I don’t remember exactly how I stumbled across LaMonte M. Fowler, but I know it was through social media. This is another example of an author reaching out and making a connection with readers. In this case, it resulted in an (eventual) sale. Was it LinkedIn, Google+, or Facebook? Does it matter?
Whatever the pitch was, it worked, because I put the book on my Amazon “wanted” list and when I was buying books for school and had a few extra dollars, I added it to my buy list. Not only did I read the book myself, but I had my husband add it to his pile of books to read.
Marketing works, people!
Before we get too far, I would like to caution you that, according to all the information I have available, Cradle is Fowler’s debut work. Evidence suggests that it is also a self-published book. (A publisher, Vicendia Media, is listed, but a search revealed no website and only this as its only published book.) The relevance of this information will become apparent shortly.
Anyway, enough with the backstory, let’s move onto the book itself…
Cradle is what I would classify as a Christian science fiction story. The milieu assumes that God is real, that the Bible is true (though not factually accurate in its entirety), and that angels and devils have continued their war with each other many years after our present day. Furthermore, mankind has “conquered” the solar system and China has taken over.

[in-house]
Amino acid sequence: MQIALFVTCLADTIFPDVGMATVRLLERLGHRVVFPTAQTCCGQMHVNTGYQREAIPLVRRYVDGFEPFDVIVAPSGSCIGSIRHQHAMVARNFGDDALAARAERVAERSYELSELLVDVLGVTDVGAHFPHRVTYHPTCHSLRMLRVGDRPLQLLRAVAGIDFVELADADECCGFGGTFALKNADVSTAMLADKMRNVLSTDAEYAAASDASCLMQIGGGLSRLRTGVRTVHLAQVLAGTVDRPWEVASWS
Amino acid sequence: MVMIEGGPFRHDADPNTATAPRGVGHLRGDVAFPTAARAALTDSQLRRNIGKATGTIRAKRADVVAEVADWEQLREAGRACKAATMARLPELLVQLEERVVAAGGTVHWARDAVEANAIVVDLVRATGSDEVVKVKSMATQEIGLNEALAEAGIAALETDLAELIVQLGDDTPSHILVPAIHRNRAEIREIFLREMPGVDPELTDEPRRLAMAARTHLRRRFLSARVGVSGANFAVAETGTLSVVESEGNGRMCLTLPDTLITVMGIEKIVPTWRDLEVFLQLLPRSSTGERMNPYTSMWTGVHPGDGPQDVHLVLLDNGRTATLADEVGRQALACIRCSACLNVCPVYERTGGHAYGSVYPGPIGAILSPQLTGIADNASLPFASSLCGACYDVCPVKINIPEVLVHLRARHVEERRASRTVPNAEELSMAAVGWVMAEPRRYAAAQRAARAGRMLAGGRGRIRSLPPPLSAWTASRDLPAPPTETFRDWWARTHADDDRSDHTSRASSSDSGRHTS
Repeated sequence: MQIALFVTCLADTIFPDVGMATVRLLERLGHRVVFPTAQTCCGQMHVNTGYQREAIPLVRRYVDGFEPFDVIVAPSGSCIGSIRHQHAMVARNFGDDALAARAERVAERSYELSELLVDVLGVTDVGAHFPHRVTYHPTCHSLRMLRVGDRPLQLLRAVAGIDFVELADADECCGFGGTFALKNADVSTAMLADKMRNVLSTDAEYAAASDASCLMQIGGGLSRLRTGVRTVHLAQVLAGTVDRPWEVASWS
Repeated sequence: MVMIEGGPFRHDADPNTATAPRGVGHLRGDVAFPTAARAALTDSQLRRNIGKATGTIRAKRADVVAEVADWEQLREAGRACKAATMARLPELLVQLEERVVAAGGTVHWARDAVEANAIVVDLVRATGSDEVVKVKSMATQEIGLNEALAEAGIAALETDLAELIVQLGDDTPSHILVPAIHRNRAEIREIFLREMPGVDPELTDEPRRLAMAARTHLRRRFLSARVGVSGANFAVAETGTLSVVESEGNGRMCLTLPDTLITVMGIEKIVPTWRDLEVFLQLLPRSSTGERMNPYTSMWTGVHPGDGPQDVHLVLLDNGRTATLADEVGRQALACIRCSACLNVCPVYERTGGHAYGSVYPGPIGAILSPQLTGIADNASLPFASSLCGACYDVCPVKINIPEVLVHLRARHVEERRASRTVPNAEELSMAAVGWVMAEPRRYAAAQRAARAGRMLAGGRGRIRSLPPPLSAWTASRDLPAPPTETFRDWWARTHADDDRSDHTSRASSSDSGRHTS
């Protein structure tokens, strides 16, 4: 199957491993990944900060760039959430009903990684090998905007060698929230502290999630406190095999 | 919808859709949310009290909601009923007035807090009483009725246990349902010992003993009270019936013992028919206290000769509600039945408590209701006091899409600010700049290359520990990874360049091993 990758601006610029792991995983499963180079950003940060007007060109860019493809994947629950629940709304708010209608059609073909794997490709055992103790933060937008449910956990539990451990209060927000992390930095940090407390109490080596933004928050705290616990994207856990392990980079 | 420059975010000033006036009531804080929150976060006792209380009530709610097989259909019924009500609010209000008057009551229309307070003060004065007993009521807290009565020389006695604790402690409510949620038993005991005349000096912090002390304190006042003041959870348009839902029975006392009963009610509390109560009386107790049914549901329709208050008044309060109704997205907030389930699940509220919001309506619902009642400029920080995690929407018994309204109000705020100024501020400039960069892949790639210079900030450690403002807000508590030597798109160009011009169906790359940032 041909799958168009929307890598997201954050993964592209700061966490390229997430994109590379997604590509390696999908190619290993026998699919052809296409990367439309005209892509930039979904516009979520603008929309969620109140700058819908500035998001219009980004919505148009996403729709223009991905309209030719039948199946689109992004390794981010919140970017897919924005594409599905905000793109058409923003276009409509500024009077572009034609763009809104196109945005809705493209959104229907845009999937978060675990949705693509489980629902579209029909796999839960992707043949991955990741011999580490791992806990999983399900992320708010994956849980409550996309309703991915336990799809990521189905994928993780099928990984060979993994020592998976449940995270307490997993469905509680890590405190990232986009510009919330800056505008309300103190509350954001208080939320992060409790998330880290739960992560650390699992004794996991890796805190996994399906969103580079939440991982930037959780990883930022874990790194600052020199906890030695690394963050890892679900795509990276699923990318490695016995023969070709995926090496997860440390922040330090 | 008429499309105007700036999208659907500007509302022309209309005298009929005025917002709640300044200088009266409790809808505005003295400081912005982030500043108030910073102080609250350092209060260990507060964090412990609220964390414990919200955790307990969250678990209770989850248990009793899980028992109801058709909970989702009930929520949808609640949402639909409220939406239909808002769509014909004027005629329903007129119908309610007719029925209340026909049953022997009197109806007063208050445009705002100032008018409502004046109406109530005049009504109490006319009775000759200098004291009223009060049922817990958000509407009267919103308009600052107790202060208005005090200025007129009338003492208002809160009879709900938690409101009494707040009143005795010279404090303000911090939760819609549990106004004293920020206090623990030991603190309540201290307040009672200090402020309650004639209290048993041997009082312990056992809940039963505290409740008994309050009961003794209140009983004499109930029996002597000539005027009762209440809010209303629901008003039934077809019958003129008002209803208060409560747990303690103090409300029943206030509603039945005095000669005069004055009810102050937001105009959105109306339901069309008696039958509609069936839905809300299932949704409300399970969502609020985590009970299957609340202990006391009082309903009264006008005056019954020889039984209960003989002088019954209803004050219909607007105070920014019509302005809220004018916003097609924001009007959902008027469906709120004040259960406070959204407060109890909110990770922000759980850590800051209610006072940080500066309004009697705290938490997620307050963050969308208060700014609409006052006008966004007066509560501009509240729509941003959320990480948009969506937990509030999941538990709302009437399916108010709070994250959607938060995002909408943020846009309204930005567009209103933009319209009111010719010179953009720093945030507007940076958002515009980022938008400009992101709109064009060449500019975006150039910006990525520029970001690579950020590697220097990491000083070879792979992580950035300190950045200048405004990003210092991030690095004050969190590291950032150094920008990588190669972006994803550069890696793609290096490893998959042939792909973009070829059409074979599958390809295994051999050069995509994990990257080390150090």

One problem with religious-driven fiction is that supernatural beings have supernatural powers. If, for example, an angel can come down and make everything better, then what you have is a deus ex machina, which translates as god from a machine. In ancient Greek and Roman plays, they would do whatever they could to get their heroes in tight spots, and if they couldn’t also get them out again they would drop a “god” onto the scene (remember, it’s a play) using a pulley and rope (i.e., a machine). That kind of convenience is no longer tolerated in contemporary fiction. The heroes, to be heroes, have to act. On the other hand, what’s the point of including angels and devils in your fiction if they don’t use their supernatural powers? There’s a desperate need for balance to do this well. Fortunately for his readers, Fowler found that balance and pulled it off quite nicely! Fowler gets an A+ on this score!
One problem with science fiction is the tendency to dump information to set in place the rules of the milieu. In classic science fiction, i.e. not quite as far back in history as ancient Greece, dumping was a common practice. This, too, is not tolerated very well in contemporary fiction. Science fiction, as a genre, has grown up and the skill expected of its authors has grown too, so much so that we expect these authors to provide information by weaving it into the story. I’d give Fowler a C+ on this score, because he did weave quite a bit of information in, but there were a few too many times where I felt dumped on, which made it altogether too easy to set the book down and get back to work.